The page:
The big news is that Kim Stanley Robinson's latest novel, 2312, has won the Nebula Award for Best Novel! This is Robinson's first Nebula win after Red Mars! At the same ceremony, Gene Wolfe was the recipient of the 2012 Damon Knight Memorial Grand Master Award, and appropriately enough Stan's acceptance speech was centered on congratulating Wolfe as well! As covered earlier, there are more awards ceremonies coming in the rest of the year!
(Nebulas 2013 winners)
This is no longer 2012 and the 'exactly 300 years in the future' setting no longer works, but 2312 is still a new novel -- I've even seen typos from readers mentioning it as 2313! 2312 has also just been released in mass market paperback in the UK and as far as I can tell the USA as well (June 25 2013) by Orbit. It has also just been published in Spanish, for Spain and the whole of Latin America (June 18 2013) by Minotauro.
(Kim Stanley Robinson, Gene Wolfe, David G. Hartwell)
A number of interviews have surfaced on the occasion of the Nebula:
Sword and Laser interviewed Stan at the SFWA Nebulas event, actually a few hours before what proved to be a win! Stan speaks about a lot of his novels, not just 2312 and the Mars trilogy, and in the middle of the SFWA Nebulas Weekend there are a lot of laughs to be had (direct mp3 download).
Big part of the July 2013 issue of Popular Science (print & online) is dedicated to views of the future. It has an extended excerpt from 2312 and an article with predictions on how life will be in the future by various authors, as well as beautiful artwork. Kim Stanley Robinson is featured:
Many problems in travel around the solar system were solved when asteroids were adapted to the task. Thousands of ovoid asteroids were hollowed out so that their insides were empty cylinders, and then they were set spinning on their long axes to create a gravity effect inside. Crews and passengers live at one g, well protected from cosmic radiation, and move in orbits around the solar system like giant ocean liners. They never slow down, and catching up to one in a little ferry can be a crushing experience, as your reporter recently learned.
Each asteroid contains a particular biome, filled with the plants and animals from particular landscapes back on Earth. Some are more aquarium than terrarium. If species have been mixed to make a mongrel biome, as has happened on Earth since the first living creatures migrated from one ecosystem to another, the result is called an Ascension, after Ascension Island in the South Atlantic. The island was bare rock until HMS Beagle landed there, and Darwin himself planted a variety of plants which have since prospered.
By a nice coincidence, your reporter’s recent voyage was on the Wegener, an Ascension asteroid composed of plants and animals from West Africa and eastern Brazil. It is a beautiful space, highly recommended, but all the terraria are gorgeous in their own ways—in effect, floating works of landscape art.
Take a trip on one and see!
Robinson talks about what the process was to create 2312 -- from character temperaments to world-building to history to form -- to writer Mary Robinette Kowal:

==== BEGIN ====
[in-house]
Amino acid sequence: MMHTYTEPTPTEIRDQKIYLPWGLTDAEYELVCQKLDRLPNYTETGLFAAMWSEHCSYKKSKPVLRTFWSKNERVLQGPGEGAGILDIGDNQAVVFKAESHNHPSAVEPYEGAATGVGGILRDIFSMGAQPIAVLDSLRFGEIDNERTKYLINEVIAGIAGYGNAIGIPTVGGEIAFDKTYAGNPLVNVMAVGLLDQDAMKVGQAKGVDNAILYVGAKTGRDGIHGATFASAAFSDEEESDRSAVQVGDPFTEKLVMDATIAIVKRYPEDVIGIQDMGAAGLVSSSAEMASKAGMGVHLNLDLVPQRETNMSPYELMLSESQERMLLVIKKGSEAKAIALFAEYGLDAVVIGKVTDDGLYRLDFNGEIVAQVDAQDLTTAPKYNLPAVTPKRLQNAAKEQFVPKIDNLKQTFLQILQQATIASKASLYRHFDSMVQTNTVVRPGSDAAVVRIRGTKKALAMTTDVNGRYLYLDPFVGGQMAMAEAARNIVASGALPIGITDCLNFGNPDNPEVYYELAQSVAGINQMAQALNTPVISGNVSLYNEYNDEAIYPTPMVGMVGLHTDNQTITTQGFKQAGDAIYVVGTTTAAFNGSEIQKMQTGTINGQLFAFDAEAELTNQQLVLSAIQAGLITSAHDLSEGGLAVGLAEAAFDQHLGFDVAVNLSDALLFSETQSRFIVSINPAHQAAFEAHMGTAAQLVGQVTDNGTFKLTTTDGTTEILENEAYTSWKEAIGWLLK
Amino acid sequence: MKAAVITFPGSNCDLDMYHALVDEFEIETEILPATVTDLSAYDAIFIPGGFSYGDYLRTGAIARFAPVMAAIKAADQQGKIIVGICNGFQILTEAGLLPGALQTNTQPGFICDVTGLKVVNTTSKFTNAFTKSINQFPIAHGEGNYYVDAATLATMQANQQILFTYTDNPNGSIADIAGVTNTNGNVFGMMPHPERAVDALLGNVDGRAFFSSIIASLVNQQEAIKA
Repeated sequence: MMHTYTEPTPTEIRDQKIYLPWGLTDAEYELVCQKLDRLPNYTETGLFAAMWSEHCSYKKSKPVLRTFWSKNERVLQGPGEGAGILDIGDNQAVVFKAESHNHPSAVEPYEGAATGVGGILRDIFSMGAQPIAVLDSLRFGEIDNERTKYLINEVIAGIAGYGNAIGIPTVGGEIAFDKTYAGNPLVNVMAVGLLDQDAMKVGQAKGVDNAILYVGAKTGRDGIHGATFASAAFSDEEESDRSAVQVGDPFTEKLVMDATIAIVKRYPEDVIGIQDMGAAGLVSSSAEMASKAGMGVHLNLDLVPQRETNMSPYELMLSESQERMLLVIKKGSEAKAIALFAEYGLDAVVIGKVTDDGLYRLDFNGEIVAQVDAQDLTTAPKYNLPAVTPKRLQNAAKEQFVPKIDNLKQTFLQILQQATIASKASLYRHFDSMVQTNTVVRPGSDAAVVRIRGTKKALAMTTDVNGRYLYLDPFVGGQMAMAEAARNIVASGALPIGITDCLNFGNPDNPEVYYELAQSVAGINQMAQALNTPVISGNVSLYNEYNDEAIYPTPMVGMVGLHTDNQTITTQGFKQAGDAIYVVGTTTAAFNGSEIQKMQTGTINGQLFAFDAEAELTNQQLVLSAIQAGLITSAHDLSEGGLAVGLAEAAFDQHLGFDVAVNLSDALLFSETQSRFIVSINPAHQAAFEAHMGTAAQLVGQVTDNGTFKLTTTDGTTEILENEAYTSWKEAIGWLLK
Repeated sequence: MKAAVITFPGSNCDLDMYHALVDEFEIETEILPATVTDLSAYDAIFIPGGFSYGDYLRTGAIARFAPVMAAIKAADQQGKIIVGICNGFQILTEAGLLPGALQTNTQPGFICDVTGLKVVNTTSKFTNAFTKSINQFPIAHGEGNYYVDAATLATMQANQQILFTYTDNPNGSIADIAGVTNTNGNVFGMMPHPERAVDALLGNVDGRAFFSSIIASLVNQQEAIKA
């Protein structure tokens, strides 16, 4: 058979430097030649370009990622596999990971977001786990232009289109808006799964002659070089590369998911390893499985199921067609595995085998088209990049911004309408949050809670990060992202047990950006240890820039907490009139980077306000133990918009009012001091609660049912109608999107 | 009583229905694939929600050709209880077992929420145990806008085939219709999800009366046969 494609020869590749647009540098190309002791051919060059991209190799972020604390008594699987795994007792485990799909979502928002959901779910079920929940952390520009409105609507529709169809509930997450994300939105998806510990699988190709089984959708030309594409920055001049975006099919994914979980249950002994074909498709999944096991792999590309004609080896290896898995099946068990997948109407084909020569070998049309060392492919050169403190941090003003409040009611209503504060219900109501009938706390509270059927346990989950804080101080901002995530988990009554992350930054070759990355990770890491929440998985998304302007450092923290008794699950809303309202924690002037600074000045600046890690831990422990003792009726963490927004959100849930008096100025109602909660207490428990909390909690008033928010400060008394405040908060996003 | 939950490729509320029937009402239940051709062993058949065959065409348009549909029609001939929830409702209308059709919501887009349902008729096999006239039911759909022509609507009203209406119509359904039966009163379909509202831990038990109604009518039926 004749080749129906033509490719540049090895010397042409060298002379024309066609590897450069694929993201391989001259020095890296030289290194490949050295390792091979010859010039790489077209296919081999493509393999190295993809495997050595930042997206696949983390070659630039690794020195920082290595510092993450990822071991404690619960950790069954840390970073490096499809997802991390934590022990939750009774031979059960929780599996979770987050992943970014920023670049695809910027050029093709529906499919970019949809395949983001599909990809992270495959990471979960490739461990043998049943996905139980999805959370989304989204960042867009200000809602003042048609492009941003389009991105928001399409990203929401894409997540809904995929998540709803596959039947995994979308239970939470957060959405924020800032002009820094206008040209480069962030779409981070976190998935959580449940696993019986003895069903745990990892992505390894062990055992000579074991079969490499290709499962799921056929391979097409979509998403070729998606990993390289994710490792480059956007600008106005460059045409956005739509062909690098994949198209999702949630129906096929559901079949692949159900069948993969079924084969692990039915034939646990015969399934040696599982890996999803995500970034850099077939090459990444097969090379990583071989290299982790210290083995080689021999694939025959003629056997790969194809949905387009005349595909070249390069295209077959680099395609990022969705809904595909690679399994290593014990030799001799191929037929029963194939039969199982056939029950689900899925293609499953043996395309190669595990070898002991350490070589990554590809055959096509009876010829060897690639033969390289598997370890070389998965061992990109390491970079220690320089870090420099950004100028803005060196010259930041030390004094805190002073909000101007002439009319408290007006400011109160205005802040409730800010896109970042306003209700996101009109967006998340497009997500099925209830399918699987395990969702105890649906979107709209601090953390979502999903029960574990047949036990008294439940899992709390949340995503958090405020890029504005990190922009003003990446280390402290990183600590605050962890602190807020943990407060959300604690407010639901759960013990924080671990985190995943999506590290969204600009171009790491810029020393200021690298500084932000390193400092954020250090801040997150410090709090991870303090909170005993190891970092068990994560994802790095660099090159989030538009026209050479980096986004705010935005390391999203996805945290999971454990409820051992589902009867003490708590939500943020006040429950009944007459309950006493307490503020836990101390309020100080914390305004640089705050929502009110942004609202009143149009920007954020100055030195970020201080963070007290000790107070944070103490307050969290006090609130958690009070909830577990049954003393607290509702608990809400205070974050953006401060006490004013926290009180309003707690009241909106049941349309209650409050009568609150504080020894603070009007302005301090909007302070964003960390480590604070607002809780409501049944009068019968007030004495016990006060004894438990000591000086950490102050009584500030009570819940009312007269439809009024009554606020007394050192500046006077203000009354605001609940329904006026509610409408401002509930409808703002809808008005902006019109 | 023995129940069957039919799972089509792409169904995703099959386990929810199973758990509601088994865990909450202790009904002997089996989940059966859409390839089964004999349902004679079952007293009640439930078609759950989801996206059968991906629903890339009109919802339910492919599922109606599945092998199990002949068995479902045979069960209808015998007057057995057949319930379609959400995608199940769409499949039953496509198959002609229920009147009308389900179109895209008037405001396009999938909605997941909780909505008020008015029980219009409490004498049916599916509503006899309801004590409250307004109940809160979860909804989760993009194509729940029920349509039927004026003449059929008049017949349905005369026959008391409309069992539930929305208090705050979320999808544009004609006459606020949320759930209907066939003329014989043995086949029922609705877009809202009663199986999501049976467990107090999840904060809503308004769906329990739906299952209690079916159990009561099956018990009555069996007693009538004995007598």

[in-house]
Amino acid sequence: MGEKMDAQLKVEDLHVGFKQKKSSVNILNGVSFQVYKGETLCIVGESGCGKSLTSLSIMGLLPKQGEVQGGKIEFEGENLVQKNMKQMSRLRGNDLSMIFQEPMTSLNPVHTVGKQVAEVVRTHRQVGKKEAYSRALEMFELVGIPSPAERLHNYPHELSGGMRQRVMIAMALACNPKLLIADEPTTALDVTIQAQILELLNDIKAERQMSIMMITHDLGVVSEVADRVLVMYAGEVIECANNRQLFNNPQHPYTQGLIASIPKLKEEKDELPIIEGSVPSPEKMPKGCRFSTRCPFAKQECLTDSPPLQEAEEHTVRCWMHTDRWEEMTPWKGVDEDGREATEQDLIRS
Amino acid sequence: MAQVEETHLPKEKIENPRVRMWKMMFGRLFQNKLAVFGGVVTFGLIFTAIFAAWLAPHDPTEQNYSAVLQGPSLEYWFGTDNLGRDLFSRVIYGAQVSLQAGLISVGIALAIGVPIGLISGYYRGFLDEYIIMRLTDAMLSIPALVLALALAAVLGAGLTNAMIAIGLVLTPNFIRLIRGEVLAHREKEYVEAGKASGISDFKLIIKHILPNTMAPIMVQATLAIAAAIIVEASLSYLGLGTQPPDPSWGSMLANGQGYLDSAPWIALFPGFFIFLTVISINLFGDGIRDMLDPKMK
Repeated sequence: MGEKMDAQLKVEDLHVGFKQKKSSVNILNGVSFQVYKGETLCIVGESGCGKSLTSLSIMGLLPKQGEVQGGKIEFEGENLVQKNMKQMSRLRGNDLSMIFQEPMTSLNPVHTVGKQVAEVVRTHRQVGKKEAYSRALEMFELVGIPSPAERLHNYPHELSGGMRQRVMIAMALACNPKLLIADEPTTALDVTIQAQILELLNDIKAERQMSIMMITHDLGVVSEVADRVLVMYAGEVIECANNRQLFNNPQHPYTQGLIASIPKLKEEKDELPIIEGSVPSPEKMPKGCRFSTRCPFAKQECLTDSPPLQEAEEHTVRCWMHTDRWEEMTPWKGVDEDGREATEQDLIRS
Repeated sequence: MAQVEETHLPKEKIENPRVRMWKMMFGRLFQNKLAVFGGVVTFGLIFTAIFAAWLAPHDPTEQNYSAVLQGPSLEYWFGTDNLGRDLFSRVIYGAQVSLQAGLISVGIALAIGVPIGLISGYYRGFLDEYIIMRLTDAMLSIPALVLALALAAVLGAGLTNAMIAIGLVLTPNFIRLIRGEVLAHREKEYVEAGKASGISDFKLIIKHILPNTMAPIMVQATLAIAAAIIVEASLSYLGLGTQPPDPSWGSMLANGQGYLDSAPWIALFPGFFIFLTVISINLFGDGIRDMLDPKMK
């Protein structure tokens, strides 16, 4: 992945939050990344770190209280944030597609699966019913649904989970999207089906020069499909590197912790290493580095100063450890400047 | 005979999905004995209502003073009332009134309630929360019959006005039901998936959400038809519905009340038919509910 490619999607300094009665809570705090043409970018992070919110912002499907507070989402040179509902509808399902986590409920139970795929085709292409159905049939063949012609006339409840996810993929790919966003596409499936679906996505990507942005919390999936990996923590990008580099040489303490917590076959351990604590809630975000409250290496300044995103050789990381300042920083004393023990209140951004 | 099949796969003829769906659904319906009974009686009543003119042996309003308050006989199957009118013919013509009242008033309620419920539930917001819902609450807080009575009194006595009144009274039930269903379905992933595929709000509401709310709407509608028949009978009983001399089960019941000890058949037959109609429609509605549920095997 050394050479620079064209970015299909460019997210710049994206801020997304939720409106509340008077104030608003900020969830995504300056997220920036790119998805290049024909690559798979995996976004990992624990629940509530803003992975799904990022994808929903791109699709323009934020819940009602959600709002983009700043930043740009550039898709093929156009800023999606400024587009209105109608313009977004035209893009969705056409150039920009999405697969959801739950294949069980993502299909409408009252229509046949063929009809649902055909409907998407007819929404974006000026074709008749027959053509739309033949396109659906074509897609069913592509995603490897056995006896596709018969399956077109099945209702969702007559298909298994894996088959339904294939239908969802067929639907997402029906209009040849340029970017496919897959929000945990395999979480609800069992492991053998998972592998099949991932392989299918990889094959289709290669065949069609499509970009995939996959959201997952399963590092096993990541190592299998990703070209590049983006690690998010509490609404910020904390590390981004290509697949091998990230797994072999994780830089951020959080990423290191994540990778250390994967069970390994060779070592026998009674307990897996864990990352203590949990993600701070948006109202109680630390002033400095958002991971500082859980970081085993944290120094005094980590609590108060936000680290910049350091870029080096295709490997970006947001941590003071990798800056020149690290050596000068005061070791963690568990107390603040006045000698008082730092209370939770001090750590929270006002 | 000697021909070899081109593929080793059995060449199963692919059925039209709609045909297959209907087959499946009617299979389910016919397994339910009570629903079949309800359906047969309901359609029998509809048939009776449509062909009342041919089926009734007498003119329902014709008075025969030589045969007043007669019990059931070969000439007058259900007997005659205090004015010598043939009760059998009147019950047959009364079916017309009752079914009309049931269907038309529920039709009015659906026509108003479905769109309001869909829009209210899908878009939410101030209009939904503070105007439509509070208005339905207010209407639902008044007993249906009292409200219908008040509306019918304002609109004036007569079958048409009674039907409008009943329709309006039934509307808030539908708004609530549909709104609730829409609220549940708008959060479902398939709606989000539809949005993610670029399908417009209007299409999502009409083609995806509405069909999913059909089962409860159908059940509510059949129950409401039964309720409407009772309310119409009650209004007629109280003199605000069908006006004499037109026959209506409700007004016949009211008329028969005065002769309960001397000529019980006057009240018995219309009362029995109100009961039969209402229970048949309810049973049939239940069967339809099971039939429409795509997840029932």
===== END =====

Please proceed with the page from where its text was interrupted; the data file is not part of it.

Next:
I had recently written an introduction to John Brunner’s excellent Stand On Zanzibar, which had solved a similar problem by using the method invented by John Dos Passos in his great U.S.A. trilogy. [...] So, I adapted all the strands to my own purposes. My main strand follows my characters Swan and Wahram and Genette. The newspaper columns I turned into extracts from all kinds of unidentified texts, and I cut all these texts into minimal pieces to imitate how we read online, linking from one source to the next as we pursue the information we want. The biographies of famous people I had to alter somehow, because I don’t think pocket biographies of fictional people can be as interesting as the same for real people; so I had my biographies be of moons and planets and big spaceships, as these were in effect historical actors in my story. Then lastly I made the camera eye strand be the stream of consciousness of a quantum computer, put in an android body and let loose in the world for the first time.
Stranger Than Fiction, a podcast from Slate, the New America Foundation, and Arizona State University, has interviewed Robinson about the politics of science fiction, how robots have historically represented wage workers, and why we need to right Earth before we head to Mars: "Mars is a good 23rd-century project" (direct link to SoundCloud).
(Kim Stanley Robinson viewed through his Nebula Award)
The Atlantic also interviewed Robinson prior to the Nebula win, on 2312, science fiction versus futurology, Buddhism, Mondragon co-ops, capitalism, why the current time period is named "The Dithering" in 2312's future history...
Capitalism is a system of power and ownership that privileges a few in a hierarchical way, and it has in it no good controls or regulation concerning its damage to the biosphere, so to deal with the environmental catastrophes bearing down on us, we have to impose our will as a civilization on capitalism and make it do what we want civilization to do now, which is to create a just and sustainable human interaction with the biosphere and each other.
So this suggests legal changes imposed by democratic government, which are more and more urgently needed. The free market can't do it because it isn't free, but in fact a particular legal system completely inadequate to the situation, and the prices we concoct for things are completely unresponsive to physical realities.
So we are in quite a bit of trouble here, because capitalism is a cultural dominant and the current global way of conducting things, world law, and yet completely inadequate to the situation we face.